WASHINGTON: US sales of new single-family homes quickened for the second straight month in October, rising to the highest level since the housing bubble, according to data released Monday.
The increase points to a recovery in sales after what had been a sluggish year amid tightening supply and rising prices, reports AFP.
But the monthly gain was boosted by the storm-damaged southern US, which continued to see robust sales.
Sales of new homes rose 6.2 percent compared to September to an annual rate of 685,000 units, seasonally adjusted,
the fastest pace since October 2007, the Commerce Department said in its monthly report.
The result overshot the expectations of analysts, who had been expecting a 2.5 percent decline.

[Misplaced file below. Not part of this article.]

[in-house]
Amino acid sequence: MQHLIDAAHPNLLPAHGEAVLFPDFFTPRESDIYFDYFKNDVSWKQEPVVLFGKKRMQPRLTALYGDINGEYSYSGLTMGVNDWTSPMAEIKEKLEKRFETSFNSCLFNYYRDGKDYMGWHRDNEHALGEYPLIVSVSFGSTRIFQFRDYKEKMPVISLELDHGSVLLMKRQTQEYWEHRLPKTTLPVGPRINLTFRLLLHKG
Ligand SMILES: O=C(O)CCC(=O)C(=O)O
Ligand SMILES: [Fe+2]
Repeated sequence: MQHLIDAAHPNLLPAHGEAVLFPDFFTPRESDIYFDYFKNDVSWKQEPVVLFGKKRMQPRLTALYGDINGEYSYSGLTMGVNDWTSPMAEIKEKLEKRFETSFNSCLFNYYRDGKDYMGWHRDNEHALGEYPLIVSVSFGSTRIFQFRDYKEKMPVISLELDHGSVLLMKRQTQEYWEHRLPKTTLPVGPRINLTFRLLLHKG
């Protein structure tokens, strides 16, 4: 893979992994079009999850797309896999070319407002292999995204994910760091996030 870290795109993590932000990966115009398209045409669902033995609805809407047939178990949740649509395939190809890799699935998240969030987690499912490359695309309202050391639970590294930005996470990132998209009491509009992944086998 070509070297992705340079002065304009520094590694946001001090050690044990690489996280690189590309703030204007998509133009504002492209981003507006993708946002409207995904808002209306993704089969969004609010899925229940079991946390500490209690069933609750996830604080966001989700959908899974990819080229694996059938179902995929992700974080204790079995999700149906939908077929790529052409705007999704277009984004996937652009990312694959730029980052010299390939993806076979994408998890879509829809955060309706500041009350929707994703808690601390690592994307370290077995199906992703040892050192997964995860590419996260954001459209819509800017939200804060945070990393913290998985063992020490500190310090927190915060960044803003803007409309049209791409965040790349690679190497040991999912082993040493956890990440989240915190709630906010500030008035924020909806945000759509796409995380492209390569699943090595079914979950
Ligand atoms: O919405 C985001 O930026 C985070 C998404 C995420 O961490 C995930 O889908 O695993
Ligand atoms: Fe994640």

The estimates are subject to a high degree of uncertainty, however. Sales in September, which originally were reported as a 10-year record, were revised down.
"It takes about six months to establish a trend -- the six-month moving average shows sales moving up gradually nationally," he said in a client note. "The prognosis going forward is for further steady growth over the next two years."
Patrick Newport of IHS Markit said it is more useful to focus on trends over several months.
Analysts have said the tight housing market is weighing on sales and pricing houses beyond the reach of many would-be homeowners. And yet sales in the South, which suffered back-to-back hurricanes at the end of the summer, rose to 383,000 units -- the highest level since October 2007 -- even though it was an increase of just 1.3 percent from the prior month.
Sales soared in the Northeast, jumping 30.2 percent, also a 10-year record, while sales in the Midwest surged 17.9 percent.
Jim O'Sullivan of High Frequency Economics said despite frequent revisions and ups and downs, the figures show an improvement over recent years.